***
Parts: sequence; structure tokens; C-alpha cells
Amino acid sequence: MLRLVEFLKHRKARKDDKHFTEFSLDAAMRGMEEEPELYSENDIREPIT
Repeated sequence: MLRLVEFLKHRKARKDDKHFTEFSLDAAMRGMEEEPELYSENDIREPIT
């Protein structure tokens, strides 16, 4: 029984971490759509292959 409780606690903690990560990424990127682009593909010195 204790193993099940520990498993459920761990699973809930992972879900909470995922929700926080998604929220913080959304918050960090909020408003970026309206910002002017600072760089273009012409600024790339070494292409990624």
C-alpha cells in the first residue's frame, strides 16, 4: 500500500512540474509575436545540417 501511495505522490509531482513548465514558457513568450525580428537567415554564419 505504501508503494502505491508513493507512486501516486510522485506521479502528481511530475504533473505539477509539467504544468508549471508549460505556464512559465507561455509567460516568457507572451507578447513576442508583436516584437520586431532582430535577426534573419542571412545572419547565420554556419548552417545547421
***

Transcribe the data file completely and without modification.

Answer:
Parts: sequence; structure tokens; C-alpha cells
Amino acid sequence: MLRLVEFLKHRKARKDDKHFTEFSLDAAMRGMEEEPELYSENDIREPIT
Repeated sequence: MLRLVEFLKHRKARKDDKHFTEFSLDAAMRGMEEEPELYSENDIREPIT
């Protein structure tokens, strides 16, 4: 029984971490759509292959 409780606690903690990560990424990127682009593909010195 204790193993099940520990498993459920761990699973809930992972879900909470995922929700926080998604929220913080959304918050960090909020408003970026309206910002002017600072760089273009012409600024790339070494292409990624």
C-alpha cells in the first residue's frame, strides 16, 4: 500500500512540474509575436545540417 501511495505522490509531482513548465514558457513568450525580428537567415554564419 505504501508503494502505491508513493507512486501516486510522485506521479502528481511530475504533473505539477509539467504544468508549471508549460505556464512559465507561455509567460516568457507572451507578447513576442508583436516584437520586431532582430535577426534573419542571412545572419547565420554556419548552417545547421